He died, I suppose.
(When I was young,
I was taught
That life abates with breath.)
It is strange –
I never knew a broken heart to kill anyone
Although it pinches the skin with its sharp edges
When no one is looking.

Monday, April 03, 2006

Not Classy

Two separate events that I noticed recently have set me thinking about our notions of class and what constitutes it, therefore affecting our ideas on how we ought to behave towards ‘People like us’ and ‘People Not like us’. Make no mistake, PLUs and PNLUs are two very distinct sets of people entitled to different norms of respect or even just, ordinary courtesy.

The first of these wasn’t actually an event. I’ve been watching recently the new HP laptops advertising, with the King Khan as model. Now, the King Khan changes whatever he touches to gold, or so it seems the makers of the ad do think. Why else would someone bother with such a silly ad. The execution is poor, with a simpering ‘phoren’ model and little focus on the brand itself. The hope is that the charm of white skin will seduce all male viewers since fair can never fail to attract, never mind how un-lovely the acting. Besides that, there was one scene which caught my attention. The attendant at the HP showroom interrupts Shakrukh while he is trying to impress the girl (posing as an attendant himself), and Shakrukh shooes away the poor man, saying “Go, go…..”. Now this Go, go is uttered in a tone much like one would use with a stray dog. On second thoughts, I take that back – one would probably be kinder to a stray dog, but yes, it is ofcourse acceptable to speak like that to a sales attendant. It was quite trivial, but it struck me that we don’t seem to think twice before speaking to a certain class of people in a certain manner, namely, leaving out all the common courtesies which we would otherwise use with PLUs. This is reflected in turn, in our advertising.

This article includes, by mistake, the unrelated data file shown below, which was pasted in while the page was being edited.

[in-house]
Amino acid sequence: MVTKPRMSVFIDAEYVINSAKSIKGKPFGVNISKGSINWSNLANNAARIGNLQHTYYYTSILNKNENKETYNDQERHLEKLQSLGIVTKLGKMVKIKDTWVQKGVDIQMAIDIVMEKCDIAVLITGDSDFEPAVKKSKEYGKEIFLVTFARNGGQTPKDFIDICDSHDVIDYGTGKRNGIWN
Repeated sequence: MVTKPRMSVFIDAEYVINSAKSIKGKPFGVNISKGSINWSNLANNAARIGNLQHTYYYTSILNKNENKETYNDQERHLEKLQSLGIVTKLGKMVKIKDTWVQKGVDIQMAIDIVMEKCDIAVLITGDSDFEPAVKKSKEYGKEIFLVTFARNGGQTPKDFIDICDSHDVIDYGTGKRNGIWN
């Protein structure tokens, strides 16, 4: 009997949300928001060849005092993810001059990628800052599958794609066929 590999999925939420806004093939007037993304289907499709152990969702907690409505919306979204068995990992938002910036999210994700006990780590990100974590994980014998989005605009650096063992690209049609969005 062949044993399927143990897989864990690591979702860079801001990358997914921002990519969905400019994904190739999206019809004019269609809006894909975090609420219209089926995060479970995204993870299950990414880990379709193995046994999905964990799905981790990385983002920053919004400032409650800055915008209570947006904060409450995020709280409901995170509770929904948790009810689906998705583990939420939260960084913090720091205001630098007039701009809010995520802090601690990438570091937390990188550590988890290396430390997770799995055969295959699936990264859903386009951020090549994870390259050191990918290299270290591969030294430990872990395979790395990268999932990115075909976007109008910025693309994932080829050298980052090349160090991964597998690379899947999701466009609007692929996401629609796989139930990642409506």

Now to real life. Today, while in queue at the ATM, I saw a woman outside the door knocking for the security guard to open the door for her. The guy inside was just on his way out, so the guard asked her to wait for a minute. I could practically see the filmi dialogue inside her mind, “Iski aukaad kaise…” She didn’t actually say that, but she shook her fist at him and mouthed clearly, “you stupid”. I wondered, would she have dared to talk like that to any of the other well dressed people standing in the queue.

So what is it which makes us forget all our norms of nice-ness and feel that it is ok to be obnoxious to some people – salespersons, security guards, delivery boys, office peons, assorted people who just don’t look as well educated as us or speak the English with the right accent that we have? I’ve read occasionally about how the original system of caste has played a role in how we see us versus others. Still, in urban areas these days, notions of caste are breaking down. It is perhaps true though that the caste system has left us with notions of which professions are superior and which are not. So, anything intellectual with three and a half degrees attached to it is great, while anything related to physical labor or non-intellectual activity is rubbish. I could ofcourse be wrong here, not being an academic in these matters, but in practice, it does seem to work that way.

Another reason seems to do with power by virtue of superior economic or other status. We can be obnoxious in situations where we feel we can get away with it by and the other person does not have the power to confront us for our obnoxiousness. Imagine a waiter asking a nauseatingly loud and offensive customer to pipe down. The chaos that would ensue!

Never having lived in another culture, I am not sure if this is something unique to Indians. If power is the key (and the economics behind power), then it would seem that such behavior based on class distinction should be the norm everywhere. Popular fiction and movies seem to belie this however.

Whether or not this is something unique to us as a culture, there is no justification for it – I mean, even if the whole world behaves this way, surely it is wrong to deny some human beings the dignity to which they are entitled, simply because we don’t think they are educated enough or wealthy enough or any other reason that makes sense to us. I think its time we started doing a little introspection on the way we behave, not just to PLUs, but PNLUs and everyone else out there…Why, maybe, its time we started looking at the underlying basis of those classifications, and see if we can’t break them down a little!